Nick Chong · 23 hours ago · 2 min read
Titled the “Security and convenience of a central bank digital currency,” the bank said CBDC users are likely to face three major risks from storing and using digital currency balances in anonymous addresses:
- forgetting or losing their private keys;
- code vulnerabilities in e-wallets and account providers, which can result in theft of the keys
- falling victim to fraud and wrongdoing conducted by the account providers.
Three major risks
Analysts noted these risks will be shared between users and providers. Retail participants and CBDC end-users, in particular, would enjoy the benefits of key management and third-party security feedback to ensure no theft occurs while incurring a small risk in the form of account providers (read: banks or exchanges) taking control or misusing user holdings.
“Evidence shows that theft of private digital currencies and wrongdoing by account providers are quite common,” the bank said, citing a 2019 report by on-chain security provider Ciphertrace.
For the uninitiated, users of any digital currency have access to a private key belonging to that address must be used during a particular transaction. Losing this key of an address implies the permanent loss of the entire balance of tokens in that address.
Therefore, the management of such keys is paramount, with the failure to do so leading to a permanent loss of funds and no way to regain account holdings (unlike the norm in traditional finance).
The bank said that such potential losses can be avoided if one makes use of a reputed crypto wallet. However, as the bank noted, developers of e-wallets do not typically bear liability in case of loss, “regardless of whether the loss results from vulnerabilities in their code or carelessness of the user.” This creates additional concern.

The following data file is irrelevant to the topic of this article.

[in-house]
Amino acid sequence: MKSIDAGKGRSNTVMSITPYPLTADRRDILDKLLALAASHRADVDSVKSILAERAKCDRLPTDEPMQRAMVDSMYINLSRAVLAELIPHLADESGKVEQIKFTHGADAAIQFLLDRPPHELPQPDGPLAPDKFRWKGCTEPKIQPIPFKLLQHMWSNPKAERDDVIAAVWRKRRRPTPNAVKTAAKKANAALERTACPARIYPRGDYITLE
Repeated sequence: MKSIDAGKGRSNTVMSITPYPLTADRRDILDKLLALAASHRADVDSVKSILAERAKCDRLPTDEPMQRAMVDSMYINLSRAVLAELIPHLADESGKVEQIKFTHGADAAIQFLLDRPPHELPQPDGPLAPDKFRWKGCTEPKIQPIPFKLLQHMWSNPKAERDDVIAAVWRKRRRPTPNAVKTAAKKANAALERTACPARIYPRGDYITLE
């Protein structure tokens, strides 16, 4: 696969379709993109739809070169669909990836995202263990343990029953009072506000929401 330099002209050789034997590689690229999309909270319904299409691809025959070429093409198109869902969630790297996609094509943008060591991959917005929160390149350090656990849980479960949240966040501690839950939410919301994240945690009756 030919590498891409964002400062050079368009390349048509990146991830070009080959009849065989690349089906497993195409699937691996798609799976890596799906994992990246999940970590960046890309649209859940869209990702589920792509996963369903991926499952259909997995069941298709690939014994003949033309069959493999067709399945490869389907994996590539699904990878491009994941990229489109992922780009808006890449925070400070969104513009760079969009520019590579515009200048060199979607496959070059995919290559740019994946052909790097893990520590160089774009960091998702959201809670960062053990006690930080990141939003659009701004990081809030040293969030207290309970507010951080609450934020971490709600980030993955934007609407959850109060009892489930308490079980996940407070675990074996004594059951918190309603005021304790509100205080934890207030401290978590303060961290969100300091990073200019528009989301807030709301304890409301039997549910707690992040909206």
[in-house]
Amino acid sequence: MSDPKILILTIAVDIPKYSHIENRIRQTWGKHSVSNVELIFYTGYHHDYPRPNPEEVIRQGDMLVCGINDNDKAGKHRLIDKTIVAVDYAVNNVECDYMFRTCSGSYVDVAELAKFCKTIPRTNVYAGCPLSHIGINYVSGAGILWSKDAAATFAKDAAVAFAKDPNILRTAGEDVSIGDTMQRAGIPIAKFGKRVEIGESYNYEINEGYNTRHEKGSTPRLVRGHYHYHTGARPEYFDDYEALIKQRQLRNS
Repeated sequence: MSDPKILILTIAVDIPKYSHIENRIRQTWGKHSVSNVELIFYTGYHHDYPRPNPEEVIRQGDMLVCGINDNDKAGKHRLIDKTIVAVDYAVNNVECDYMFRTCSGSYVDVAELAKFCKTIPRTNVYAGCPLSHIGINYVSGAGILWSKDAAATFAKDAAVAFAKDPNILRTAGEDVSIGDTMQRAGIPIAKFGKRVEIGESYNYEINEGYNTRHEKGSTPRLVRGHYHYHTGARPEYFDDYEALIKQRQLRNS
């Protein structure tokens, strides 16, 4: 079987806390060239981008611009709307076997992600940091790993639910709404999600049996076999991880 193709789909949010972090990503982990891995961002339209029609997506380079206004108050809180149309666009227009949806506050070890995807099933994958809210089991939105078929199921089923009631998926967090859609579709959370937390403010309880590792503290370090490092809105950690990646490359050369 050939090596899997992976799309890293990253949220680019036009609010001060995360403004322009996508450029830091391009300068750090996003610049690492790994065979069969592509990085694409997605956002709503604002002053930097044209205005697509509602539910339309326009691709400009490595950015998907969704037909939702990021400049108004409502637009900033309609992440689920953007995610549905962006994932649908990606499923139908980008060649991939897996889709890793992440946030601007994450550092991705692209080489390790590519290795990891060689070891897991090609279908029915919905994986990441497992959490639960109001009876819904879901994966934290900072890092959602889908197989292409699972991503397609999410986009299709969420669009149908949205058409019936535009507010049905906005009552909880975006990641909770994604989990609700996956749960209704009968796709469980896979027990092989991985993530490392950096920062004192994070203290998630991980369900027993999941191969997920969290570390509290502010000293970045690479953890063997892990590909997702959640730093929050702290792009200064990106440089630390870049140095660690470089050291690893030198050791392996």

Should users hold CBDCs?
Discussing these risks, the Bank of Canada said that central banks must establish “liability rules” for the loss of CBDC similar to those that exist for banknotes and traditional bank accounts, with such steps leading to users exerting a “greater level of care” when managing their balances of CBDC.
Enforcing these rules, however, might not be straightforward because determining responsibility for the loss of digital currencies can be difficult, the bank said, noting:
“Enforcement of liability rules would be further complicated if the design of the CBDC allows any individual or firm to directly hold the digital tokens.”
It added that some users may also choose to store their balances in accounts at third parties that might be out of reach of domestic authorities if they hold such tokens directly.
Meanwhile, the bank analysts concluded, “Designing a CBDC that is universally accessible but that can be stored only at approved intermediaries is a technological challenge that should be investigated.”
The report comes as countries like Singapore, Japan, Hong Kong, the US, and China hope to introduce CBDCs in the coming years as cashless financial systems gain fruition and the use of physical money (which relies on contact) gets outlawed in the aftermath of the ongoing coronavirus pandemic.